Airshows are fun way to spend a nice summer day with the entire family, but how much you enjoy the show is determined in great part by how the airshow ranks in these ??? categories.
Before we can even get to the airplanes, the airshow promoter has to take care of the human aspect of the attendees.
* Ease of access. If it takes you an hour just to get off the road and into the gate of the airshow you will be in a bad mood before it even starts: presuming you actually got in before it started! Airshow staff have to locate the show at an airfield with good access to roads that can handle the traffic, have staff to direct the flow of traffic and be able to take tickets or money and get the cars parked smoothly and promptly.
* Bathroom facilities. People who rent port-o-potties know how many you need for how many people. They aren’t cheap to rent, but you don’t want long lines. Once at the Chicago Air & Water show the limited port-o-potties had long lines and the people coming out were saying that the unit was over flowing. Bad, very bad. And don’t forget the hand washing stations, please! People often go from the port-o-potty straight to the food tent.
* Adequate concession stands with ample menu. Here again it is imperative that there be no long lines. The airshow is already an expensive place to eat, let’s now add insult to injury. Condiments and napkins are essential as well. Having the carts with snack items like ice cream, lemonade and pretzels helps dilute the lines at the main concession tents. Helpful hint: if your concession tent is manned by a little league team or some cheerleaders, have plenty of competent adults real close by for order accuracy and counting money.
Now that we have the physical needs of the guests attended to, it’s on to the show.
* Mix of aircraft. With the categories of static, flyover and performers, it is important to have nice mix of aircraft. Unless the show is known to specialize in one aspect of aviation, the airshow will appeal to a broader range of show goers if there are military, civilian, and one of a kind mixed together.
Also, fixed wing, propeller, jet and rotary aircraft all represented at the show gives something for everyone.
* Static displays are great, but with limits. It is very helpful if there are pilots or crew handy so that at least some displays can be touched or allow show attendees to climb on or in. Having a lot of planes all buttoned up with no one to answer questions is not much of an attraction. An airshow bonus is when a performing aircraft can also be viewed as static.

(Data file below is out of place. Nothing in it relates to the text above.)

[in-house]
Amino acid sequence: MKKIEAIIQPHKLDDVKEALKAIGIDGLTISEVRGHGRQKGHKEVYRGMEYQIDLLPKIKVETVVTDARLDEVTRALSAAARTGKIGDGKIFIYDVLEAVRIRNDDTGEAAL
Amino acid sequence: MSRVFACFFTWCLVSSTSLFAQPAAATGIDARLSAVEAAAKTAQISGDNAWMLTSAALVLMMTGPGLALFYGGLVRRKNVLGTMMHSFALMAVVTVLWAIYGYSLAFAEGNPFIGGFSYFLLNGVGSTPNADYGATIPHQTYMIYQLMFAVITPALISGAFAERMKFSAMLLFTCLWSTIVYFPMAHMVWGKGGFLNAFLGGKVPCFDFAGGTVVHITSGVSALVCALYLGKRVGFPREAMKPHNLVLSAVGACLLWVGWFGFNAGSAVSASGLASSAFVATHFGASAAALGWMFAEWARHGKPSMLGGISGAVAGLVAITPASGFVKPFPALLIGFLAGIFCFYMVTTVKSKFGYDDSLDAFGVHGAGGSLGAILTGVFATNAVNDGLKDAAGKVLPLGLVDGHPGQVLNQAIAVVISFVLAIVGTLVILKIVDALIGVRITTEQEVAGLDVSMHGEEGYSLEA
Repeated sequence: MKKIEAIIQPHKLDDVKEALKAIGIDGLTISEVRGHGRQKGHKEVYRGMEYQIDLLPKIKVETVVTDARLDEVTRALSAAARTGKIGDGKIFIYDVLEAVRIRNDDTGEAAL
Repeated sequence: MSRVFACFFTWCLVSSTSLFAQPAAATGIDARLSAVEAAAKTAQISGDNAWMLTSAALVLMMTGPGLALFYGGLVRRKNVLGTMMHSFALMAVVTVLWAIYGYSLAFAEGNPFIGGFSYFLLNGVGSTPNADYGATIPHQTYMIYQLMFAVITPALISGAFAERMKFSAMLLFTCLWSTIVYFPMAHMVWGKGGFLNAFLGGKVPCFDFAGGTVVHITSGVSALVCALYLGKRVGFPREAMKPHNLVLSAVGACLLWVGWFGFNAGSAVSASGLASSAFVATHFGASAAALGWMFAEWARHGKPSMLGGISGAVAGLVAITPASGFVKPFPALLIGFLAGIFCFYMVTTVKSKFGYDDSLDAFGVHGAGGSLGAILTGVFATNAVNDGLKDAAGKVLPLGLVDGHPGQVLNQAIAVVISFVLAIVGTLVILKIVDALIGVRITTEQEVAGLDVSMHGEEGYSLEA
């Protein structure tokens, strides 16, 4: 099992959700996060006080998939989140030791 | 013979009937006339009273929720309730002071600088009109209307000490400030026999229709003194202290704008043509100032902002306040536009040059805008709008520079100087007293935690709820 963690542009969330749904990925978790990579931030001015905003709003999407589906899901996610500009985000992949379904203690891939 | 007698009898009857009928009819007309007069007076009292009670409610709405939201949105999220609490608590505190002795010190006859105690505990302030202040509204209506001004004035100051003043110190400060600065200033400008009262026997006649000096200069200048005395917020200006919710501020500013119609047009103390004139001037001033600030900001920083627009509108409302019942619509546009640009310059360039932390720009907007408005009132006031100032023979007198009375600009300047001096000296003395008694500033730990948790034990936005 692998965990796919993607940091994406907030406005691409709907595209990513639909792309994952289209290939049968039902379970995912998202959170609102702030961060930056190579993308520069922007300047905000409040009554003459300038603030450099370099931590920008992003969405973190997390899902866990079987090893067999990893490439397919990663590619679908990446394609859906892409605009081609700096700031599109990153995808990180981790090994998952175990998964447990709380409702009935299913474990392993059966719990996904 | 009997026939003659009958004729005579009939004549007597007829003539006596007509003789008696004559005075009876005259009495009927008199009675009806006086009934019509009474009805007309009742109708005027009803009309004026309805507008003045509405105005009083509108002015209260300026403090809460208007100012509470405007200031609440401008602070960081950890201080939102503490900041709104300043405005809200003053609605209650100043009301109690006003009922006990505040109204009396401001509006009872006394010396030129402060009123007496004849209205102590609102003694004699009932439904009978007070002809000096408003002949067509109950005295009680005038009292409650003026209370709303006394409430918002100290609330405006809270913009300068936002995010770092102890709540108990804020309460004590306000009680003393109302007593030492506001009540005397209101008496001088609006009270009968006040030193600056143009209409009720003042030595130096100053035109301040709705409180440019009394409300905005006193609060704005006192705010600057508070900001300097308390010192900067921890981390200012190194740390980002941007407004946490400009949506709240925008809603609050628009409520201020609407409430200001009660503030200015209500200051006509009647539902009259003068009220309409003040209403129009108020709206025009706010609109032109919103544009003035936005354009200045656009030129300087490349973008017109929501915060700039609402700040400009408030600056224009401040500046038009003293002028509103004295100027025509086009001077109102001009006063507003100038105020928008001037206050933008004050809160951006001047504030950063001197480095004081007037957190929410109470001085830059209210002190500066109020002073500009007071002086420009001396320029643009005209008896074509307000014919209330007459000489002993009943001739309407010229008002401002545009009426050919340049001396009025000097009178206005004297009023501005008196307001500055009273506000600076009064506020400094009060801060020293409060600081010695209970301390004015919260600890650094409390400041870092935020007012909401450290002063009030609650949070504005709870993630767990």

* Noise variation. No one likes to hear the “blatting” noise of a high performance biplane for too long at a time. Some shows seem to like to put these type of performances back to back but that is not a good idea. A jet demo team like the A-10, for instance, is a nice relief to the ears after a screaming jet like a harrier or an annoyingly loud biplane.
* Deliver what you promised, and have a fallback when something does not show up. Weather and mechanical problems can always cause a promised airshow performer to be a no show. Whether or not the crowd forgives you depends on how you handle it. Overbooking your airshow time slots is better than throwing that same wing walker up for the third time or having an embarrassing gap in the show. This author has seen both happen much too often.
* Put the action in the sky, not on the ground. Jet powered trucks and buses can be interesting, but not everyone can see them since they never leave the ground. Limit the time of their demonstration. Similarly, one military sky diving team is notorious for spending more time introducing the jumpers, who only the V.I.P.’s can see anyway, once they are on the ground than the time they were descending under canopy. Boring.
* Provide interesting alternatives for family members less interested in aviation. Military recruiting tools that offer rock climbing and other physical tests with a prize for completion appeal to both boys and girls. Simulators can be fun too. And you cannot believe how popular a Sony PlayStation truck with about 20 gaming stations can be.
Key tip: make sure some of these activities stay open after the show is over so some of the crowd sticks around and alleviates the congestion trying to leave the airfield.
* Have some highly desirable souvenirs. Avoid vendors who just sell cheap junk. A nicely designed t-shirt on high quality t-shirt stock is hard to find at most shows. Make it easy to find and buy at your AirShow and it will advertise all year long for next years’ show.